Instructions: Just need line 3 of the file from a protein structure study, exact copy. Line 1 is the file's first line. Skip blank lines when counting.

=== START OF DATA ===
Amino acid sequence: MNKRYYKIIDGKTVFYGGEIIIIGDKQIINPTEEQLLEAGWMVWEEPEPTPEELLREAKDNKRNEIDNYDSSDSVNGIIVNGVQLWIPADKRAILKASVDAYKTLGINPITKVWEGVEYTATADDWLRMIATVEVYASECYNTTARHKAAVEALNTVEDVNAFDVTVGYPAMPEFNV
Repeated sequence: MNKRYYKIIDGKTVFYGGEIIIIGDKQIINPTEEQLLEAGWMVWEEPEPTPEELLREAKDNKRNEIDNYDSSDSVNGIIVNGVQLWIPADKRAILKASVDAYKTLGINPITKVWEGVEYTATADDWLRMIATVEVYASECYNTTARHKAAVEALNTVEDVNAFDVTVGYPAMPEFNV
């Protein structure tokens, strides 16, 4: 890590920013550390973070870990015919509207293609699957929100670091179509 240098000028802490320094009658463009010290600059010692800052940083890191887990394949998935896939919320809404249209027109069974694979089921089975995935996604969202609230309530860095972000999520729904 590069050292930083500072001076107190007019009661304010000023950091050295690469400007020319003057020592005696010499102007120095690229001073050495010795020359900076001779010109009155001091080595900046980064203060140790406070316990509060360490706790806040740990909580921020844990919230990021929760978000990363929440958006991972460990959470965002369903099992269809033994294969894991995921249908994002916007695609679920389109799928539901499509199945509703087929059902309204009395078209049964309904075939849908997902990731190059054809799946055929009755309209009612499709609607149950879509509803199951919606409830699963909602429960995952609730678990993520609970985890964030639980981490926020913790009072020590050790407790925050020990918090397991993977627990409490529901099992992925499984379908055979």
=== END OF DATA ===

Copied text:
């Protein structure tokens, strides 16, 4: 890590920013550390973070870990015919509207293609699957929100670091179509 240098000028802490320094009658463009010290600059010692800052940083890191887990394949998935896939919320809404249209027109069974694979089921089975995935996604969202609230309530860095972000999520729904 590069050292930083500072001076107190007019009661304010000023950091050295690469400007020319003057020592005696010499102007120095690229001073050495010795020359900076001779010109009155001091080595900046980064203060140790406070316990509060360490706790806040740990909580921020844990919230990021929760978000990363929440958006991972460990959470965002369903099992269809033994294969894991995921249908994002916007695609679920389109799928539901499509199945509703087929059902309204009395078209049964309904075939849908997902990731190059054809799946055929009755309209009612499709609607149950879509509803199951919606409830699963909602429960995952609730678990993520609970985890964030639980981490926020913790009072020590050790407790925050020990918090397991993977627990409490529901099992992925499984379908055979």